Thin Ice, Deep Water
The Vancouver Hockey Riots
The surging waters of the collective unconscious that were unleashed in the Vancouver “Hockey” Riot of June 2011 made it abundantly clear just how fragile the artificial ice age of industrial civilization can be when it comes in contact with the searing heat of the moment.
Faced with the nagging miserabilism of daily life, the emotional dam of mutual acquiescence finally burst its walls and a tidal wave of repressed desire obliterated the illusion of social peace.
In the aftermath of the riot, the scolding voices of authority were quick to blame it on the usual suspects--hooligans (originally a derogatory term referring to working class Irish immigrants whose behavior was perceived by their “social betters “ to be rowdy and immoral) and nefarious anarchist conspirators opportunistically using the cover of the crowd to start a riot.
Under the respectable cloak of being “upstanding citizens”, these accusing politicians and their housetrained media pundits self-righteously and incessantly brayed that the culprits must now be caught and locked in the penalty box. While these local notables were wrong in their assumption that specific anarchist troublemakers singlehandedly fomented the riot, perhaps it is more to the point to say that the seductive lure of anarchy wafting on the summer breeze that night was somehow intrinsically at the heart of the matter.
When presented with a readymade downtown stage complete with the promising possibility of unrestrained libidinal play, an unruly horde of 150,000 people gathered at the end of the Stanley Cup hockey finals to act out their suppressed fantasies of liberation, each in his or her own way. For some this simply involved a crude derangement of the senses in alcoholic euphoria or the drunkards claim to a free pass for loutish behavior. For others, it took the form of an exhilarating looting spree which shattered the icy veneer that coats the glass house of business-as-usual.
In the ever popular game of shopping without money, looters blithely boosted whatever struck their fancy, and, according to one firsthand account, even shared their illegal gains in a spontaneous potlatch of destruction and redistribution. The glittering baubles of imperial capitalism that had earlier been on display in the now smashed windows of the Hudson’s Bay Company department store were hijacked like fruits ripe for the picking. The gang of police assigned to stickhandle the imposition of a state of emergency were quickly washed away in the rushing flood waters, as were the 10 cop cars overturned like beached crabs foundering helplessly in the light of the full moon.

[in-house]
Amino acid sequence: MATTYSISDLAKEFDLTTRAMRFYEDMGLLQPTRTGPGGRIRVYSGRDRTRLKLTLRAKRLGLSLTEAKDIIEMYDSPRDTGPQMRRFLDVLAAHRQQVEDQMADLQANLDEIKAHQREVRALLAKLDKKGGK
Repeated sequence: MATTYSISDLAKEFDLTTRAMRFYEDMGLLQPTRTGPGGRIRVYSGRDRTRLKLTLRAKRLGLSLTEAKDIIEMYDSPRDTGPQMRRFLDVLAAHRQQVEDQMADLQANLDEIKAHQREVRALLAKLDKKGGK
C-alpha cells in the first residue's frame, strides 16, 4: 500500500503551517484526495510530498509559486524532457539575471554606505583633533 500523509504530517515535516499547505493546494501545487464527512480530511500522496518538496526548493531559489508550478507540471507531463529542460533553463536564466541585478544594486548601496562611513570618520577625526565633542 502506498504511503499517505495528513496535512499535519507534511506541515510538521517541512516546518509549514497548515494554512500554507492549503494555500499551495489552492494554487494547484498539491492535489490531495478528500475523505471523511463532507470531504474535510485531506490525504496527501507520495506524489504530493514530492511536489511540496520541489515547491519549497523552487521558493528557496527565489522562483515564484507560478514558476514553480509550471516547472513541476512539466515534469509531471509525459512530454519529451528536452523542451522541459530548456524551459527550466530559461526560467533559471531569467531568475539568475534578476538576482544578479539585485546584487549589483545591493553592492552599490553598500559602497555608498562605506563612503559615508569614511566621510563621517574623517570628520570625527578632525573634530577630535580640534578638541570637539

In a country where Queen Elizabeth’s picture is still emblazoned on the coin of the realm as if Canada were a perpetual colony, the only royalty present amidst the shattered plate-glass that night were the bold outlaws that constituted King Mob.
The journalists who covered the story might as well have been embedded (in bed) with the cops as they rushed to condemn the riots, shame the rioters and urge now repentant looters, along with cell phone picture-snapping bystanders and social media obsessives alike, to inform on their friends (Facebook and otherwise), neighbors and family members.
They even went so far as to label those who took the side of the cops in their martial defense of the state and private property as “Good Samaritans,” as if obedience to law and order was an act of brotherly love. While the media talking heads wrung their hands in moral panic at the specter of barbarians storming the gates of consensus reality and incredulously scratched their collective heads, they wondered aloud just how this could have happened in the province that the British Columbian tourist industry arrogantly has branded “the best place on earth.”
Not once in their fervent efforts at personal vilification, blanket criminalization and attempted recuperation did they ever explain the festive appeal of a riot which entails an overflowing of the ramparts of bourgeois morality that mirrors the appeal of the transgressive physicality evident in the game of hockey itself but without the trappings of a national religion that have allowed the sport to be linked by broadcasters and politicians alike to the patriotic frenzy surrounding the 2010 Vancouver Olympics or the Canadian role in the Afghanistan war.
Nor did they show any understanding of the attraction underlying the realization of a temporary pirate utopia by occupying streets usually reserved for corporate commerce or of the legendary hobo dreamsong of the “Big Rock Candy Mountain,” an unmapped nowhere that includes, among its many pleasures, “lemonade springs,” “cigarette trees,” and “whiskey streams,” all there for the taking in a veritable Land of Cockaigne paradise where “the cops all have wooden legs.”
During the face off to the riot, as imagination increasingly took power, the frozen automaton smiles of everyday alienation began to thaw and gave way to wild and delirious roars of rebellion. As the ice was melted by the blowtorch kiss of anarchy, the raging river beneath the surface relentlessly churned its way upwards with a rollicking defiance that brooked no timeout in carving its ludic passage to freedom.
The only remaining question left for anarchists to ponder is why there isn’t a riot every day!